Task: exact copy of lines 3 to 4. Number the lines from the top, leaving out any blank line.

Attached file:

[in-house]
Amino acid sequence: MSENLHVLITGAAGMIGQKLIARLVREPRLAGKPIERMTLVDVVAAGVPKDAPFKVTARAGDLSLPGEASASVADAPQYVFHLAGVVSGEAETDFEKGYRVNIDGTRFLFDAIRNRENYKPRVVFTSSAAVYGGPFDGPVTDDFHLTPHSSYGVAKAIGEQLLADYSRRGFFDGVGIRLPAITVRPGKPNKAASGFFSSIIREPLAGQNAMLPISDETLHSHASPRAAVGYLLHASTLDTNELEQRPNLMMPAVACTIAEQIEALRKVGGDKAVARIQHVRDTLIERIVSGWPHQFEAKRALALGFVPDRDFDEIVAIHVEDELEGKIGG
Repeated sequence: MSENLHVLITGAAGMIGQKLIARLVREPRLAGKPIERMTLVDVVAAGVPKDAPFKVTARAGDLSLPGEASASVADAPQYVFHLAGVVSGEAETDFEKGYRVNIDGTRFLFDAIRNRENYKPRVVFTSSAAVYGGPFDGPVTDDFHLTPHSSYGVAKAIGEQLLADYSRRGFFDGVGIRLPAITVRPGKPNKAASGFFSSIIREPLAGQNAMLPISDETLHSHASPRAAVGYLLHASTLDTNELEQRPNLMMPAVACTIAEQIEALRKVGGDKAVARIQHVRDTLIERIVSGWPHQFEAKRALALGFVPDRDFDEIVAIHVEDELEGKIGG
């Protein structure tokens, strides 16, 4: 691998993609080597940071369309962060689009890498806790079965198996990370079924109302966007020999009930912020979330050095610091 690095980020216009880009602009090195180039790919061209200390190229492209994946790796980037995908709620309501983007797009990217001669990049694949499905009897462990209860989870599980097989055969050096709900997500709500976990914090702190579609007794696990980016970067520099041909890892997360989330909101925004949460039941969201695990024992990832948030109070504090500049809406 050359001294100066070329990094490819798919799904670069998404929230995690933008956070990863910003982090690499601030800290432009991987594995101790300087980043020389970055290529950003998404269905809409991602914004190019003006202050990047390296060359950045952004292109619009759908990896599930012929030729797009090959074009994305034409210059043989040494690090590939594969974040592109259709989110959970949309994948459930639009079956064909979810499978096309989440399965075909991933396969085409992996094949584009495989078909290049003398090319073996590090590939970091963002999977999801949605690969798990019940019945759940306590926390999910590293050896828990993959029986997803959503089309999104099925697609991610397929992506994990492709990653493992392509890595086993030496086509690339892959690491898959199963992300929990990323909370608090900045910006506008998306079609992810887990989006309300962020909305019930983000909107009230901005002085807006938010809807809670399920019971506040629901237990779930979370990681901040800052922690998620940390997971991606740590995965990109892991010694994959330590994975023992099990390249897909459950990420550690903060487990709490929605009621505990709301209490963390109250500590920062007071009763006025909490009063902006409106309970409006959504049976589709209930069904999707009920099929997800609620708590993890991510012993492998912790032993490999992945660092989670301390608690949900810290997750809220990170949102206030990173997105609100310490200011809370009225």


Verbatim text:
Repeated sequence: MSENLHVLITGAAGMIGQKLIARLVREPRLAGKPIERMTLVDVVAAGVPKDAPFKVTARAGDLSLPGEASASVADAPQYVFHLAGVVSGEAETDFEKGYRVNIDGTRFLFDAIRNRENYKPRVVFTSSAAVYGGPFDGPVTDDFHLTPHSSYGVAKAIGEQLLADYSRRGFFDGVGIRLPAITVRPGKPNKAASGFFSSIIREPLAGQNAMLPISDETLHSHASPRAAVGYLLHASTLDTNELEQRPNLMMPAVACTIAEQIEALRKVGGDKAVARIQHVRDTLIERIVSGWPHQFEAKRALALGFVPDRDFDEIVAIHVEDELEGKIGG
């Protein structure tokens, strides 16, 4: 691998993609080597940071369309962060689009890498806790079965198996990370079924109302966007020999009930912020979330050095610091 690095980020216009880009602009090195180039790919061209200390190229492209994946790796980037995908709620309501983007797009990217001669990049694949499905009897462990209860989870599980097989055969050096709900997500709500976990914090702190579609007794696990980016970067520099041909890892997360989330909101925004949460039941969201695990024992990832948030109070504090500049809406 050359001294100066070329990094490819798919799904670069998404929230995690933008956070990863910003982090690499601030800290432009991987594995101790300087980043020389970055290529950003998404269905809409991602914004190019003006202050990047390296060359950045952004292109619009759908990896599930012929030729797009090959074009994305034409210059043989040494690090590939594969974040592109259709989110959970949309994948459930639009079956064909979810499978096309989440399965075909991933396969085409992996094949584009495989078909290049003398090319073996590090590939970091963002999977999801949605690969798990019940019945759940306590926390999910590293050896828990993959029986997803959503089309999104099925697609991610397929992506994990492709990653493992392509890595086993030496086509690339892959690491898959199963992300929990990323909370608090900045910006506008998306079609992810887990989006309300962020909305019930983000909107009230901005002085807006938010809807809670399920019971506040629901237990779930979370990681901040800052922690998620940390997971991606740590995965990109892991010694994959330590994975023992099990390249897909459950990420550690903060487990709490929605009621505990709301209490963390109250500590920062007071009763006025909490009063902006409106309970409006959504049976589709209930069904999707009920099929997800609620708590993890991510012993492998912790032993490999992945660092989670301390608690949900810290997750809220990170949102206030990173997105609100310490200011809370009225």